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Humans are highly susceptible to microbial infections that come from diverse sources. Infectious diseases have been recognized for their probable impact on people as well as armies as early as 600 BC. The crude utilization of filth as well as cadavers, contagion and animal carcasses had devastating impacts and additionally weakened the enemy. Pollution of wells along with the other sources of water of the opposing armies was a common strategy that was employed by many European wars, especially during the American civil war and also into the 20th century. The military leaders in the middle ages realized that victims of the infectious diseases could become weapons against the enemies themselves (Britannica Educational Publishing, 2011). In the sieges of Caffa, which is a well fortified Genoese managed seaport, the attacking army, Tartar force experienced an epidemic of plague that they converted into an opportunity by hurling the cadavers of the deceased into the city, weakening them by starting a plague epidemic.
Another disease that has been used as a weapon of mass destruction is in the new world is smallpox whereby the South American natives contaminated clothing in the 15th century with variola. During the French Indian American war, the commander of the British forces in North America suggested that they use smallpox in diminishing the native Indian population that was hostile to the British. There is substantial evidence of the use of biological agents in the First World War by German (Britannica Educational Publishing, 2011).The program allegedly encompassed the Germans trying to ship cattle and horses that had been inoculated with disease-producing bacteria as anthrax and glanders to the USA as well as other countries.
In the 1710, the Russian troops used plague-infested corpses against the Swedes. In 1939, the Nomonhan incident involved the Japanese poisoning the Soviet water supply via the use of the intestinal typhoid bacteria at the former Mongolia border (Britannica Educational Publishing, 2011). In the year 1978, which involves a Soviet state-sponsored assassination, the Bulgarian exile George Markov, who was living in London, was stabbed with an umbrella that injected him with a tiny pellet that contained the resin (Britannica Educational Publishing, 2011).
The use of genetic engineering has made it possible for biological researchers to develop new weapons that have more effectiveness compared to their natural counterparts. The manufacture of biological weapons is attained via genetically modifying bacterias as well as viruses to withstand antibiotics, with the common models currently being rickettsiae, bacteria, toxins, viruses as well as fungi. Compared to the nuclear weapon programs, biological weapons are considerably cheap to manufacture (Books, LLC, 2011). The purified form of botulinum is roughly three million times more potent compared to sarin, which is a chemical nerve agent.
The spread of biological weapons can be attained in different ways, which can include via the air by aero spray, in that the effectiveness of the biological weapon is dependent on the germs being dispersed as fine particles. The use of explosives is additionally the other strategy used in spreading although the use of an explosive device in delivering and spreading the biological agent is not as effective as the aerosol method. The reason, in this case, is that the agents are destroyed by the blast, which typically leaves less than 5% of the agent with the capability to cause the disease (Books, LLC, 2011). Putting in water or food is the additional strategy although the contamination of a city’s water supplies demands an unrealistically huge amount of the agent along with the introduction into the water after it has passed the regional treatment facility. Absorption through the skin is the additional strategy that is ideal for assassinations although the method is not likely to be used in causing mass casualties.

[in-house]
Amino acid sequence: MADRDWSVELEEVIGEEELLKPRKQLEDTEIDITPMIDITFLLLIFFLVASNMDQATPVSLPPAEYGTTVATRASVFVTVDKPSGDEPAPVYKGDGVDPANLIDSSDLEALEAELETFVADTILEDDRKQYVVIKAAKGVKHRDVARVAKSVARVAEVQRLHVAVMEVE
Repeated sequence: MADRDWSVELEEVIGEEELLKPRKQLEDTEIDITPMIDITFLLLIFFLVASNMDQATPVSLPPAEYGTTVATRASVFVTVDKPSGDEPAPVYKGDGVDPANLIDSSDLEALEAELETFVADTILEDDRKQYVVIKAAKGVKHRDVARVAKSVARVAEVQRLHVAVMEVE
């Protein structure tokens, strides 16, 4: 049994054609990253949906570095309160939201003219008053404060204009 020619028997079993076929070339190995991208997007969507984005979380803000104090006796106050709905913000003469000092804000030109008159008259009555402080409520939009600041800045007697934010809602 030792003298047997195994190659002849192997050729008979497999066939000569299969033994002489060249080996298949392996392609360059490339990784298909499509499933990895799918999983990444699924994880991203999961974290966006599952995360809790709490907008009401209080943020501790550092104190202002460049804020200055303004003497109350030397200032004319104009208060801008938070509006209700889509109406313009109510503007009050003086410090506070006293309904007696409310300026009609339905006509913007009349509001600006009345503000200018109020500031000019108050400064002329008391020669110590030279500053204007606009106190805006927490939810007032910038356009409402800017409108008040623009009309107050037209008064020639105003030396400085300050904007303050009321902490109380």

The common signs and symptoms of contagion include swelling, bleeding as well as tissue death on the site of the infection. Additional signs include fever, chest pains, cough with mucopurulent sputum and hemoptysis. Nausea, vomiting, diarrhea, abdominal pains, as well as pharyngitis, are the additional symptoms and signs of biological agents (Books, LLC, 2011). The most probable case that warrants the use of biological weapons is on those occasions a country is trying to deter another country from the use of biological weapons. It follows that the best countermeasure a country can use to prevent an attack by an opposing country is via the threat that they are going to use their biological weapons if attacked, thus serving as a deterrent measure.
The best strategies that can be applied in preparing the public for biological attacks is via ensuring that they are well trained in the preparations as well as prevention techniques should such an attack occur. Additionally, the public needs to make aware of the detection and surveillance strategies that they should employ in dealing with the incidents. The diagnosis, as well as characterization procedure of the biological and chemical agents, is additionally a source of information that the public should be made aware (Books, LLC, 2011). The response and communication techniques are the additional areas of training that the public should get access to as a means of preparing for such an attack.
The most recent attack that involved the use of a biological hazard is that of the use of chlorine as an agent by the Islamic state militants against the Kurdish soldiers leading to 30 injured soldiers.
Books, LLC. (2011). Biological Warfare: Weapon of Mass Destruction, Jeffery Amherst, 1st Baron Amherst, Aids Origins Opposed to Scientific Consensus, Bioterrorism. General Books LLC
Britannica Educational Publishing, (2011). Weapons of Mass Destruction. Britannica Educational Publishing